ALLEN PARK, Michigan. – It took almost seven weeks. They conducted more than a dozen interviews with more chats on their computers than anyone could have asked for.

When Sheila Ford Hamp was killed on the 28th. Last November, Executive Director Bob Quinn was fired. She promised that Lions would conduct an extremely thorough and comprehensive search for the team’s new front office manager. With the selection of Brad Holmes, the director of college scouting for the Los Angeles Rams, Detroit has completed what can be described as an exhaustive and thorough search.

And that’s something that could at least signal that Detroit is trying to do the right thing this time around.

Anyone who says they know whether Holmes will get the CEO job in Detroit is just guessing. This is the reality of any new employee in a new situation, especially if he or she has never been a general manager before.

– Round of distribution: Matches, X odds
– Winning tips for the eight teams
– Experts predict the outsiders, plus
– Schedules, brackets, TV time .

It’s not a coup for Holmes, who has done a fantastic job building the Rams’ draft even without the benefit of a first-round pick in the last four years, with Jared Goff recently selected as the No. 1 overall pick in 2016.

But judging by the way the Lions did their research: It involved a consistent process of research in many locations and interviews with 12 candidates from different backgrounds. Lions interviewed three internal candidates. They interviewed former executive directors Thomas Dimitroff, Rick Smith, Scott Pioli and Jeff Ireland. They met a big name in television, Louis Riddick, and other front office staff from various organizations and viewpoints.

They said they would be an exhaustive hunt for the one that will finally bring a winner to Detroit after more than 60 years of inconsistency. Holmes thinks he’s found the man.

Detroit, unlike Quinn, arrived with some valuable attributes he was looking for in his new direction of football. They needed someone who could work towards an inclusive culture, who was open and willing to communicate, and who could be a leader.

Error! The file name is not specified. Lionsteam president Rod Wood, left, admits he didn’t understand GM’s position before hiring Bob Quinn, right. Leon Khalip/Getty Images

Holmes, judging by his time with the Ramses, knows that. He was able to adapt and be flexible enough to move forward in the organization with the help of five different head coaches and four general managers. He led the Scouts as Director of College Scouting and has extensive experience evaluating players, making decisions about their performance and integrating them into the culture Los Angeles is trying to build.

These are things he can bring to Detroit.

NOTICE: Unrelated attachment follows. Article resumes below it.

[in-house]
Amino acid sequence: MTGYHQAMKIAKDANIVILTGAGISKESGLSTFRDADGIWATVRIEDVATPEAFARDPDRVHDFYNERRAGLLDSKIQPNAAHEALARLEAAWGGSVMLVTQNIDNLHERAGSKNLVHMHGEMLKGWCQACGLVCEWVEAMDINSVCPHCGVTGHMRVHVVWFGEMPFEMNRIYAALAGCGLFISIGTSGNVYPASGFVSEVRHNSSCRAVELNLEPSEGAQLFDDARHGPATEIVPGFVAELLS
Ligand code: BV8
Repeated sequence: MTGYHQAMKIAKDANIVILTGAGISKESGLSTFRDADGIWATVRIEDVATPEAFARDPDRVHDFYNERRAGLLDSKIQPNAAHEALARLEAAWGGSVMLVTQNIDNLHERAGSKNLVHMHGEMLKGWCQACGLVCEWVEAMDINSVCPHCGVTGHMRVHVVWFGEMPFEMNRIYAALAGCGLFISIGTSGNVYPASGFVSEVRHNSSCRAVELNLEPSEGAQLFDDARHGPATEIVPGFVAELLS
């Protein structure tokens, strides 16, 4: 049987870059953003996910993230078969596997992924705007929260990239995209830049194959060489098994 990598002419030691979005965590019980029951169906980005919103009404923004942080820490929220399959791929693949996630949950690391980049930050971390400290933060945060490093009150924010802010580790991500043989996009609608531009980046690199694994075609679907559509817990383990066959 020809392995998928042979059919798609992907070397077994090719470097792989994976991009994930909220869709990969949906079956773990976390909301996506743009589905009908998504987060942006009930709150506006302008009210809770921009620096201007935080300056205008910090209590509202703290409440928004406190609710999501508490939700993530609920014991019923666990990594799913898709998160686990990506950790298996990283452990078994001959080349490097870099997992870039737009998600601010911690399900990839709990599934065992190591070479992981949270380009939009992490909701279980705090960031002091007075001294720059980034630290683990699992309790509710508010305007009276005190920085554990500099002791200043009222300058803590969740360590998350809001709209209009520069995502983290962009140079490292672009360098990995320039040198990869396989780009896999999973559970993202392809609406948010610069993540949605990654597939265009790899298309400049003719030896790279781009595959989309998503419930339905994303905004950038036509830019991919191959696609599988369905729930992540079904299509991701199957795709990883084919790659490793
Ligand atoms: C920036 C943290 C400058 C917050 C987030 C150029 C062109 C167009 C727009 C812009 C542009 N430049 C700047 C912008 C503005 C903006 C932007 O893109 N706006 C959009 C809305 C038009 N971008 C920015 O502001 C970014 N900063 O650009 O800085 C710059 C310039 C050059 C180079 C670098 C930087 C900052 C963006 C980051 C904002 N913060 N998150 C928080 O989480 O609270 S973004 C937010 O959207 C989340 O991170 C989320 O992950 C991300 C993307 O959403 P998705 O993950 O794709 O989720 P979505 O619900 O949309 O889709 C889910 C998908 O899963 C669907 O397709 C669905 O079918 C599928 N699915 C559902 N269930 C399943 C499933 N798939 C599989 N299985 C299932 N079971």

Mr. Holmes, who will be Detroit’s second CEO, has also spearheaded efforts to contain the Rams. Kevin Demoff, Rams operations manager, said he was part of the club’s management team that deals with social justice and diversity issues, and that those issues were also important to Hamp.

Hamp was one of the first owners to say in June that she would have no problem getting her team to sign quarterback Colin Kaepernick if her football team felt he was the player they wanted. Shortly after becoming an owner, she distributed Stony the Road, a book by her friend Dr. Henry Louis Gates, Jr. on Reconstruction, White Supremacy and the Jim Crow Rebellion. Then she brought Gates in to talk about it practically with the team.

The whole process has been different for Lyons. A group of four sat down with the candidates: Hamp, team president Rod Wood, special assistant Chris Spielman and team cap specialist Mike Disner. They focus on the qualities they have desired, rather than what people – or their organizations – have done in the past. They have formed an advisory committee consisting of former Michigan State Director Mark Hollis, Alliance Executive Director Fritz Pollard Rod Graves and Hall of Fame member Barry Sanders to assist with appeals and the selection process.

There were more votes. Other opinions. That’s what the Lions learned when they hired Patricia as Wood and Quinn traveled around the country conducting interviews. They also didn’t hire a research firm or an official NFL consultant, as they did when they hired Quinn.

In interviewing candidates for Quinn’s position, Detroit interviewed three people. This time it addressed four candidates, four times as many.

We’re trying to do things differently, Wood said. I’m trying to find the right people.

In three or four years we’ll know if Holmes is the right man for us. For now, for today, the Lions can at least know that they did what they said they would do. They talked to a lot of people and came back with a guy they think has the best chance of finally making a winner in Detroit.

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